Released globally at the start of 1991, the video for Do the Bartman was many people’s first ever glimpse of the animated Bart Simpson. In places like the UK and Ireland, it was the only glimpse for many years. It remains the most influential ambassador for the show in its entire history.

But while it still exudes real affection and excitement today, the same can’t be said for its parent. Do the Bartman, like most novelty songs, achieved a popularity out of all proportion to its merits. Unlike most novelty songs, however, it never had the guile to survive in the public consciousness with the same potency it mustered in the early 1990s.

Silly hit songs can linger in the memory for decades if they have enough quirky sincerity to survive the transition from contemporary craze to nostalgic frisson: think of Scaffold’s Lily the Pink, Benny Hill’s Ernie or Captain Sensible’s Happy Talk. Do the Bartman comes nowhere close to these kinds of novelties, either as a musical curiosity or cultural relic. It belongs in the same category as other whimsical UK chart-toppers of the turn of the decade that became massive very quickly, then after a year or so fell violently out of fashion: Let’s Party by Jive Bunny and the Mastermixers, Itsy Bitsy Teeny Weeny Yellow Polka Dot Bikini by Bombalurina, and Ice Ice Baby by Vanilla Ice to name but three.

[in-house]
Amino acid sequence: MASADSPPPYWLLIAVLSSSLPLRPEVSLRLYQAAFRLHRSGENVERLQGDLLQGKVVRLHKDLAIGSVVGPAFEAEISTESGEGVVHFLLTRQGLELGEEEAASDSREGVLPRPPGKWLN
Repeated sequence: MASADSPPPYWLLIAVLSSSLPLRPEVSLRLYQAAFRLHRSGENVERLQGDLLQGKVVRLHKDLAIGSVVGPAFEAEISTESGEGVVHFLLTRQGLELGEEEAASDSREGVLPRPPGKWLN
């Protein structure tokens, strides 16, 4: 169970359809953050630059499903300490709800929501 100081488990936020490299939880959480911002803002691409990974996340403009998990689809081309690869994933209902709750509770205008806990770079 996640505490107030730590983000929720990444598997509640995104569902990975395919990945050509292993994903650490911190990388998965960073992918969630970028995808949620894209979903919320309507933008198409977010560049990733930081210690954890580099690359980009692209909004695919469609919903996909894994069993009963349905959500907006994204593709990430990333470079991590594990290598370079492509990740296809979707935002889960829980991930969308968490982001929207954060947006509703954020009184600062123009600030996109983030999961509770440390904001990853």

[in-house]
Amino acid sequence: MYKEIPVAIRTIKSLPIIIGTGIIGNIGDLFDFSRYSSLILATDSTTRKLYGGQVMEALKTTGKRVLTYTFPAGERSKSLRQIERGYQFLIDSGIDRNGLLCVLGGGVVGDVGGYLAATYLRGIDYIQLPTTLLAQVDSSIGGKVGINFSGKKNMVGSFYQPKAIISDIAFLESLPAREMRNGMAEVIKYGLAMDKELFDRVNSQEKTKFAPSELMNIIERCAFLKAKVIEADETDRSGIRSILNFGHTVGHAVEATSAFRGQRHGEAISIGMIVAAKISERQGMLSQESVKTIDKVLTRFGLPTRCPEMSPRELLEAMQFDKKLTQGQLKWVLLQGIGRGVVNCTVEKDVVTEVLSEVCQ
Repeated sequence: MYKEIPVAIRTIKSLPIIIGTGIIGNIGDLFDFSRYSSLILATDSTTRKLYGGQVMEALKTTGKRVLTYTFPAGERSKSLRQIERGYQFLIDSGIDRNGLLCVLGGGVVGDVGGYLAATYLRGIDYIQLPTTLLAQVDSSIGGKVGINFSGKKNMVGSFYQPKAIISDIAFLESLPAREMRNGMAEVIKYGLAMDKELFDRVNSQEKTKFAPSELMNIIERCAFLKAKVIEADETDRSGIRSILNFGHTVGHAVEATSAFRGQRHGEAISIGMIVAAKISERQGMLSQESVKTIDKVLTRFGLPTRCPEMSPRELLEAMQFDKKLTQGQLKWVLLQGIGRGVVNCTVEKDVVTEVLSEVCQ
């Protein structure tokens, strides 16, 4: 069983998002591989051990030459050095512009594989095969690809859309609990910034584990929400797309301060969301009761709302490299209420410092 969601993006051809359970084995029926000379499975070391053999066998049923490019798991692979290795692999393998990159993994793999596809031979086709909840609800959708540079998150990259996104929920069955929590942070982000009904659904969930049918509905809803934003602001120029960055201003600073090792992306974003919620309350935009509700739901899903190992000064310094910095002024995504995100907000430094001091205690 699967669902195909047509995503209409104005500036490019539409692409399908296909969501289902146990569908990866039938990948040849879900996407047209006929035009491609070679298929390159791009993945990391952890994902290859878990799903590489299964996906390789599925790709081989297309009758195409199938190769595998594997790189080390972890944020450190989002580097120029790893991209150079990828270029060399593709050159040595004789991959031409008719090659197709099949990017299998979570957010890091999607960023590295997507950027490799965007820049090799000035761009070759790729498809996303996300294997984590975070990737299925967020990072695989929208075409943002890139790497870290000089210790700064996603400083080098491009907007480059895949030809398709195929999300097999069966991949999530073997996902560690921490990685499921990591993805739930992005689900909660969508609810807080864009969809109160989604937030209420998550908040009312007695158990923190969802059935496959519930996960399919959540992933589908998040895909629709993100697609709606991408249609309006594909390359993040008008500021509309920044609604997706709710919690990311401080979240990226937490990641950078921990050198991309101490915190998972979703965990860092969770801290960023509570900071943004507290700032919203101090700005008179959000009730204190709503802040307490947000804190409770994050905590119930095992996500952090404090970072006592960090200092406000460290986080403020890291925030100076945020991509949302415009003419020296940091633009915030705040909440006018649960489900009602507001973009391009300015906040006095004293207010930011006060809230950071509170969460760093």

It’s easy to feel oddly sentimental towards something like Whispering Grass by Windsor Davies and Don Estelle; it’s hard to feel the same about Do the Bartman. The video can still be admired, the impact still applauded, but the lumpen music and artless lyrics are impossible to love.

4 thoughts on “19b. Do the Bartman

  1. The whole thing about it being a great shock revelation that Michael Jackson was behind the song always puzzles me, as even at the time it was kind of an open secret – Smash Hits making reference to the ‘rumours’ when they talked about it topping the charts.

    Wikipedia claims that Groening’s first announcement that Jackson contributed to the record was at a convention in 1998, but he’d been quite open about it before then – there was an interview with Loaded in the summer of 1996 where he revealed the “secret”.

    Meanwhile the follow-up Deep Deep Trouble gave full credit to DJ Jazzy Jeff for the music. I’ve always wondered if Will Smith secretly contributed lines to it. The whole rap is very Fresh Prince in tone. But that’s something that would hardly have remained a secret either.


  2. Behaviour almost entirely electronically generated? Johnny Marr and JJ Belle on guitar (3 tracks), and orchestra on two tracks and a string quartet on My October Symphony? Not to mention the funny pipe thing on Being Boring. Violator, maybe.


  3. I just re listened to do the Bartman on youtube and I completely agree with you on the “the same dry, compressed keyboard sound runs through the whole song, as does the same key (A flat) and, once the chorus begins, the same four-chord sequence: A flat/B flat minor/A flat/G flat, always over an A flat bass. Nothing arrives to break the monotony: no key change, no middle eight, nothing. Time and again your ear instinctively expects something else to happen: a new melody, a new tempo, even some new instruments” I never noticed the music behind the lyrics was so repetitive and dull till you pointed this out to me.